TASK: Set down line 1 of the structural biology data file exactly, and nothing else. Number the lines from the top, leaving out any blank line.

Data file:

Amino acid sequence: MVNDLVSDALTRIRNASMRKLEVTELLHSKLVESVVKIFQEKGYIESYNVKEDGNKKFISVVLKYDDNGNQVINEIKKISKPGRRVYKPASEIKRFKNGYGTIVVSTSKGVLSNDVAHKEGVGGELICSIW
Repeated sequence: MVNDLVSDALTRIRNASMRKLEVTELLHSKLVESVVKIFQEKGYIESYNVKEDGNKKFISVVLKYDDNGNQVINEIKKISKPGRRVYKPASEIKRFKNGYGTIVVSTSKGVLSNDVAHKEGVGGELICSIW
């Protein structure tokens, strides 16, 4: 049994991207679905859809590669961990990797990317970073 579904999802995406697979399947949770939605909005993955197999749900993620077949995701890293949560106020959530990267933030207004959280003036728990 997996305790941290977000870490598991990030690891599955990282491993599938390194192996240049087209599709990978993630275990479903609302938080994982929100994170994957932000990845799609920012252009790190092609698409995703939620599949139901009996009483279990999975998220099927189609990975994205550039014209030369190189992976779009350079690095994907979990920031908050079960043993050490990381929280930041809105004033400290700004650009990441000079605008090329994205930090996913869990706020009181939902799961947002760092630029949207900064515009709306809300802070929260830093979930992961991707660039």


Amino acid sequence: MVNDLVSDALTRIRNASMRKLEVTELLHSKLVESVVKIFQEKGYIESYNVKEDGNKKFISVVLKYDDNGNQVINEIKKISKPGRRVYKPASEIKRFKNGYGTIVVSTSKGVLSNDVAHKEGVGGELICSIW